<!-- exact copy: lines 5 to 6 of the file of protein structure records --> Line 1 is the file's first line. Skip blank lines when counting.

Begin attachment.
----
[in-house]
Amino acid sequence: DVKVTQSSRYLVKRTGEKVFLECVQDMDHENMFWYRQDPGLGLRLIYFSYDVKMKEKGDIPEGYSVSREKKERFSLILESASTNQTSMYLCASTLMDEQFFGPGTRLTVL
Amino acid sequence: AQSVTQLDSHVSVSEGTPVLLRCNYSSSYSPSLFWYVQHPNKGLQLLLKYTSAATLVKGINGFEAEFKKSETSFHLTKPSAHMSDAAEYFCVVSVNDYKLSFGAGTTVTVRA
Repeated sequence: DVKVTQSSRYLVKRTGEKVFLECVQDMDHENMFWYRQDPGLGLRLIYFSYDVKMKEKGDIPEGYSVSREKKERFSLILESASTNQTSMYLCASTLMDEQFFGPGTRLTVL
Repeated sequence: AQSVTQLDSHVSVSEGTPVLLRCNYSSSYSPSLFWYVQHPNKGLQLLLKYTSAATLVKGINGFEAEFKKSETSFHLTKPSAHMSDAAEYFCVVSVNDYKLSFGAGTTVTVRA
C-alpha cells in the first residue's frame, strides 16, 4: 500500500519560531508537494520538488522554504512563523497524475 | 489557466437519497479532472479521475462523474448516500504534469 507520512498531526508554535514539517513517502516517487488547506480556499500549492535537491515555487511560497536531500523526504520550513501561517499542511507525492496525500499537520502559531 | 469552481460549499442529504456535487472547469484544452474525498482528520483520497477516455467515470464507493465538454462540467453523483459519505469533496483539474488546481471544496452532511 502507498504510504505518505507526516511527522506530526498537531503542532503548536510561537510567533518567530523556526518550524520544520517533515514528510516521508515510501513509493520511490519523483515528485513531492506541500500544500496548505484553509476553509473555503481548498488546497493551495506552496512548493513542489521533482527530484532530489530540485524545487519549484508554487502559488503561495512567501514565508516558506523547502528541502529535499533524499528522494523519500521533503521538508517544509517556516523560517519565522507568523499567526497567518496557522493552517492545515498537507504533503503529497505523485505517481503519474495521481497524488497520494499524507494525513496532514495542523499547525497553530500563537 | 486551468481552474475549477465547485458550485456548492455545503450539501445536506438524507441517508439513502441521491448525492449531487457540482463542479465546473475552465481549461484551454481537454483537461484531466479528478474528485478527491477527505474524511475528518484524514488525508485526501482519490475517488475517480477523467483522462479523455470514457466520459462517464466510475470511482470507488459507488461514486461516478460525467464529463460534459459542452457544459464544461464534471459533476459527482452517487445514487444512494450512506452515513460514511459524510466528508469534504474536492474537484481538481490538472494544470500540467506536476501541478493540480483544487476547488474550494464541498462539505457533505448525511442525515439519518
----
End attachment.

Repeated sequence: AQSVTQLDSHVSVSEGTPVLLRCNYSSSYSPSLFWYVQHPNKGLQLLLKYTSAATLVKGINGFEAEFKKSETSFHLTKPSAHMSDAAEYFCVVSVNDYKLSFGAGTTVTVRA
C-alpha cells in the first residue's frame, strides 16, 4: 500500500519560531508537494520538488522554504512563523497524475 | 489557466437519497479532472479521475462523474448516500504534469 507520512498531526508554535514539517513517502516517487488547506480556499500549492535537491515555487511560497536531500523526504520550513501561517499542511507525492496525500499537520502559531 | 469552481460549499442529504456535487472547469484544452474525498482528520483520497477516455467515470464507493465538454462540467453523483459519505469533496483539474488546481471544496452532511 502507498504510504505518505507526516511527522506530526498537531503542532503548536510561537510567533518567530523556526518550524520544520517533515514528510516521508515510501513509493520511490519523483515528485513531492506541500500544500496548505484553509476553509473555503481548498488546497493551495506552496512548493513542489521533482527530484532530489530540485524545487519549484508554487502559488503561495512567501514565508516558506523547502528541502529535499533524499528522494523519500521533503521538508517544509517556516523560517519565522507568523499567526497567518496557522493552517492545515498537507504533503503529497505523485505517481503519474495521481497524488497520494499524507494525513496532514495542523499547525497553530500563537 | 486551468481552474475549477465547485458550485456548492455545503450539501445536506438524507441517508439513502441521491448525492449531487457540482463542479465546473475552465481549461484551454481537454483537461484531466479528478474528485478527491477527505474524511475528518484524514488525508485526501482519490475517488475517480477523467483522462479523455470514457466520459462517464466510475470511482470507488459507488461514486461516478460525467464529463460534459459542452457544459464544461464534471459533476459527482452517487445514487444512494450512506452515513460514511459524510466528508469534504474536492474537484481538481490538472494544470500540467506536476501541478493540480483544487476547488474550494464541498462539505457533505448525511442525515439519518